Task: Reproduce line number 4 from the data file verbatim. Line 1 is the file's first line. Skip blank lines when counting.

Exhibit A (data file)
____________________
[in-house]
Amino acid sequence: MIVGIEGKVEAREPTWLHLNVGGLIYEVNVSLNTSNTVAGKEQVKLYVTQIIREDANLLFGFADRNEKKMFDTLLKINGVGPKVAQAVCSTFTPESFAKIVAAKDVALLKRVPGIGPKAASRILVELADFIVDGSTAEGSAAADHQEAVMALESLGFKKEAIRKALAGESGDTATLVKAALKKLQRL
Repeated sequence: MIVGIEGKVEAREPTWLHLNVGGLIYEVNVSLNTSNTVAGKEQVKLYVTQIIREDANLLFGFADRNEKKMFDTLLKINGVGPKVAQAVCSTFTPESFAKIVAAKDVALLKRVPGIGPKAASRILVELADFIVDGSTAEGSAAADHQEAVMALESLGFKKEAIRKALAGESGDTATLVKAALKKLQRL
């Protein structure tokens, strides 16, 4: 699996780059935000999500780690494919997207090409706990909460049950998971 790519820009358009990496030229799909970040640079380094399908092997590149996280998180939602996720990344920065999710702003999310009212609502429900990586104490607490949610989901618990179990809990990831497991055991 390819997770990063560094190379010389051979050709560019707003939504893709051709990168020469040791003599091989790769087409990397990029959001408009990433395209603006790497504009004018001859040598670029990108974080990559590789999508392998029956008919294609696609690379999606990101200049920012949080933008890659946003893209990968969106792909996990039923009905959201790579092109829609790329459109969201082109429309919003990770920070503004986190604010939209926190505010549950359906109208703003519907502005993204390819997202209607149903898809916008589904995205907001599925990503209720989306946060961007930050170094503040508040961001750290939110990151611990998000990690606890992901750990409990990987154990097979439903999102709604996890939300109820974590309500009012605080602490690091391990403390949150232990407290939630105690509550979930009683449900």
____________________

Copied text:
């Protein structure tokens, strides 16, 4: 699996780059935000999500780690494919997207090409706990909460049950998971 790519820009358009990496030229799909970040640079380094399908092997590149996280998180939602996720990344920065999710702003999310009212609502429900990586104490607490949610989901618990179990809990990831497991055991 390819997770990063560094190379010389051979050709560019707003939504893709051709990168020469040791003599091989790769087409990397990029959001408009990433395209603006790497504009004018001859040598670029990108974080990559590789999508392998029956008919294609696609690379999606990101200049920012949080933008890659946003893209990968969106792909996990039923009905959201790579092109829609790329459109969201082109429309919003990770920070503004986190604010939209926190505010549950359906109208703003519907502005993204390819997202209607149903898809916008589904995205907001599925990503209720989306946060961007930050170094503040508040961001750290939110990151611990998000990690606890992901750990409990990987154990097979439903999102709604996890939300109820974590309500009012605080602490690091391990403390949150232990407290939630105690509550979930009683449900």